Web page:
Laborers rise $9.25/hr in new agreements


More than 2,000 construction laborers in Oregon and Idaho will see their compensation rise $9.25 an hour over the next three years under a new set of agreements negotiated by Oregon and Southern Idaho District Council of Laborers.

Ratified by District Council delegates, the agreements are with multiple employer groups, including Oregon-Columbia Chapter of Associated General Contractors, General and Concrete Contractors Association, Association of Construction Employers, Associated Wall and Ceiling Contractors, and masonry industry employers. Bargaining for the union side were the District Council’s business manager Jeff Gritz and assistant business manager Ben Nelson, and Laborers Local 737’s business manager Zach Culver and vice president Dagoberto Aranda.

The new collective bargaining agreements replace contracts that expired May 31 or June 30. They cover members of Local 737 in Oregon and Local 155 in Southern Idaho. The agreements are substantially similar if not identical. As individual members are dispatched by the union hiring hall to different kinds of jobs, they can themselves work under the terms of two or more contracts, even when employed by the same company, depending on the scope of work. Laborers are the brawn of construction, helping other construction crafts and playing a big role in road and concrete work.

The first raises — $3.50 an hour — took effect June 1. 

“We’ve never got raises like this that I ever remember, in my career of 33 years,” Gritz told the Labor Press.

The raise brings journeyman wages to $28.01 to $45.91 an hour. Pay rates fall into five occupational groups and vary among six geographic zones, depending on how remote the job site. The contracts set minimums, and employers often pay above scale. Apprentices start at $24.64 to $29.64 an hour and get pay raises in increments as they gain experience on the way to becoming journeymen. 

Some job classifications saw larger immediate increases than the $3.50, and the biggest was traffic flagger. Flaggers have up to now been in Group 3, a lower-paid scale, even though they have one of the most dangerous jobs. Now they’ll will be in Group 1, for a total raise of $8 an hour.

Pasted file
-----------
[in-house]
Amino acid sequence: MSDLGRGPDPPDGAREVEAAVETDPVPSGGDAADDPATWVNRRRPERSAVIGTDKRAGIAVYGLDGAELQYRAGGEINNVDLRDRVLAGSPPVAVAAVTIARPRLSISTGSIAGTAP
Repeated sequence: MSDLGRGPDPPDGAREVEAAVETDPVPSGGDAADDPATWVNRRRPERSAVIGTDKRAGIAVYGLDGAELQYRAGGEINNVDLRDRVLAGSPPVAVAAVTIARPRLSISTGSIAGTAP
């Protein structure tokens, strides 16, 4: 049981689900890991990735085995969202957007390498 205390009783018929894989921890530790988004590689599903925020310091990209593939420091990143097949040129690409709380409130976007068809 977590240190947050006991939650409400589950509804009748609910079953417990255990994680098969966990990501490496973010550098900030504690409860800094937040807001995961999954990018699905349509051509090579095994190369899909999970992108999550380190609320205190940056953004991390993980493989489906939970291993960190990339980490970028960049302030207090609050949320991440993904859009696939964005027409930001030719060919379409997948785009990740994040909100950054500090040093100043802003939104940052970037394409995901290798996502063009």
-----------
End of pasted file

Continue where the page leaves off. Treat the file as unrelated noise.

On top of the hourly wage, employers also contribute $8.55 an hour for health benefits, $6.90 an hour for a traditional defined benefit pension, and an automatic $0.75 an hour toward a defined contribution retirement savings plan (401(k)).

Under the contracts, compensation will next rise by 5.26% (about $3) on June 1, 2025, and 4.58% (about $2.75) June 1, 2026. Those amounts will be divided among wages and benefits, but Gritz said the union benefit funds are in good financial shape and have been needing only small incremental increases. Depending on how of the increase is allocated, Gritz said estimates are that wages will have risen 19% to 23.5% by the end of the agreements.

The previous set of three-year contracts had raised compensation by 5%, 4%, and 2.65%, but those had not anticipated several years of higher-than-normal inflation. Gritz said the new agreements put a pretty good dent in reversing the loss of purchasing power. 

The contracts also provides for time-and-a-half pay after eight hours in a day or for up to 10 hours of work on Saturdays, and double pay after 12 hours of work in a day, for work on Sundays or holidays or after 10 hours work on Saturdays. (Except for highway work, where double time applies only to Sundays and holidays.)


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